Medical Grade Vitamins

Medical Grade Vitamins

Pay for What You Get

When you pay for vitamin supplements you should get vitamins not charcoal, sawdust or other fillers. There is a huge difference between medical grade vitamin supplements and run of the mill store grade vitamin supplements. How do we separate the wheat from the chaff? In this blog I would like to explore with you the differences. Also, my recommendation is that medical grade vitamin supplements also be whole food supplements.

One thing to remember is there is a difference between your body’s ability to absorb vitamin supplements depending on what they contain. Sometimes companies add chemicals to help the body absorb the vitamin supplements. This does not mean that we should trade content for absorbability. So, let’s take a look at the first question: how can we be sure that a vitamin supplement is what it says?

What Does the Term, Food Grade Vitamins, Mean?

Let’s examine what the terms mean. There are basically three major types of grades pertaining to what is in a product. Vitamins and supplements, which are suitable for animals, the lowest on this scale, are called feed grade. These are not typically in the marketplace, but obviously we get them indirectly when we consume the animals that are fed these supplements. We won't even talk about that one! I will save that for another blog.

Store grade as the name suggests are the vitamin supplements sold in stores. To be categorized as store grade, vitamin supplements have to include 20% of what they say they contain. Not really that much. Typically, these vitamin supplements are mixed in big batches and although the batch may contain all of the ingredients, the individual capsules may not. The reality is you have no idea when you take a capsule what is actually in the capsule. So, you really don't know what percentage of the vitamin supplement you are taking.

This issue of not getting enough vitamins in the capsule is compounded if the vitamin supplements are not absorbed in your system. After all, you don’t want to spend your money just to flush an entire capsule that does not get absorbed. We have all read the articles saying that many of the capsules that are not absorbed are simply flushed in the same form that they are taken.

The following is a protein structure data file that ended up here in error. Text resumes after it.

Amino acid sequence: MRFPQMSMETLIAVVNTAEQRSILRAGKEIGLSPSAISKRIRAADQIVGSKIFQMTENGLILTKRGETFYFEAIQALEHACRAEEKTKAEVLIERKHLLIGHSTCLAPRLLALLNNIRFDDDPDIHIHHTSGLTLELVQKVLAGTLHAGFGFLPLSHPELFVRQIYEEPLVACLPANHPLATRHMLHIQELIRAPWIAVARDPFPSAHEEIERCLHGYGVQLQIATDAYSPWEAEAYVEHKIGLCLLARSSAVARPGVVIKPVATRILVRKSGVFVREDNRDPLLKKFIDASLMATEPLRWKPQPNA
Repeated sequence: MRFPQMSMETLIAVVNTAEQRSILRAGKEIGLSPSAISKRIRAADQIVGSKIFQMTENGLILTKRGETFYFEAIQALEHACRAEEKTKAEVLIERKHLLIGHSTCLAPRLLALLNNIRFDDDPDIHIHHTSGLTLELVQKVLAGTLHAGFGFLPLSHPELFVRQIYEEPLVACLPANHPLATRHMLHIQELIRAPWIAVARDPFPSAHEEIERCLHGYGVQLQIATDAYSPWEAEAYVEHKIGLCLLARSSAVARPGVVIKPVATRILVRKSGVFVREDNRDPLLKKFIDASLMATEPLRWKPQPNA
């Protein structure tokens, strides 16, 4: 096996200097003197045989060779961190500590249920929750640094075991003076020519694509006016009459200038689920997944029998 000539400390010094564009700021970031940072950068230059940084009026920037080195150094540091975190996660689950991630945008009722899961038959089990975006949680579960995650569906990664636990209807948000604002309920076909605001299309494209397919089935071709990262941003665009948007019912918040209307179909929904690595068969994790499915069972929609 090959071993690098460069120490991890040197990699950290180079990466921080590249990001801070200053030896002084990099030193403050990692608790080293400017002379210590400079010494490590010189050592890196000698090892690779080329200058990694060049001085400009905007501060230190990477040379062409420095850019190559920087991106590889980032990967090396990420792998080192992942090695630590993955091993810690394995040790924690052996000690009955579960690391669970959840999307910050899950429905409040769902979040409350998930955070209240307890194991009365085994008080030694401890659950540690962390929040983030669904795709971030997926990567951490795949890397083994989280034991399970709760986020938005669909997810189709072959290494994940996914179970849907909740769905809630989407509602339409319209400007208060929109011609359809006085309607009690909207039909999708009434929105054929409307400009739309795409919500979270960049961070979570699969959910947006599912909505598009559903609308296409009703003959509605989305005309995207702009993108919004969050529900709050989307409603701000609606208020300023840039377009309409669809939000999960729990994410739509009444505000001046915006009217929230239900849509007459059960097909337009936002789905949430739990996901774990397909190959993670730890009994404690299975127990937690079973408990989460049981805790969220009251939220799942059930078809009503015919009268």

They are so poorly absorbed, in fact, that the brand name can still be read on the tablet.


This is caused by the lack of bioavailability found in food-grade vitamins. Bioavailability is a measure of absorption. It is defined as the fraction of the administered vitamin dose that reaches your systemic circulation, i.e., the amount that actually reaches your blood stream. Vitamins administered intravenously have a 100% bioavailability. Vitamins that begin with only 20% of the amount you expect are substantially lower as the body does not absorb 100% of what is in the capsule.

So … What Are Medical Grade Vitamin Supplements?

Medical vitamin supplements must meet the United States Pharmacopeia  (USP) standards. The USP provides assurance to consumers that the vitamin supplement will contain in excess of 99% of the ingredients stated. In addition to this, the bioavailability is much higher in medical grade vitamin supplements than that of store grade vitamins.

And ...  What About Whole Food Vitamin Supplements?

Whole food vitamin supplements are made from concentrated whole foods. Most of these contain enzymes, coenzymes, phytonutrients, chelated amino acids, and antioxidants typically found in foods. Chelated minerals are organically attached to the amino acid.

These supplements do not include additives such as fillers, coatings or lubricants. Because they are not over-processed in a manufacturing plant, they can be combined with pure nutrients in a process that leaves most of the nutrients in place.

The Skinny

Choose medical grade vitamin supplements made with whole food ingredients.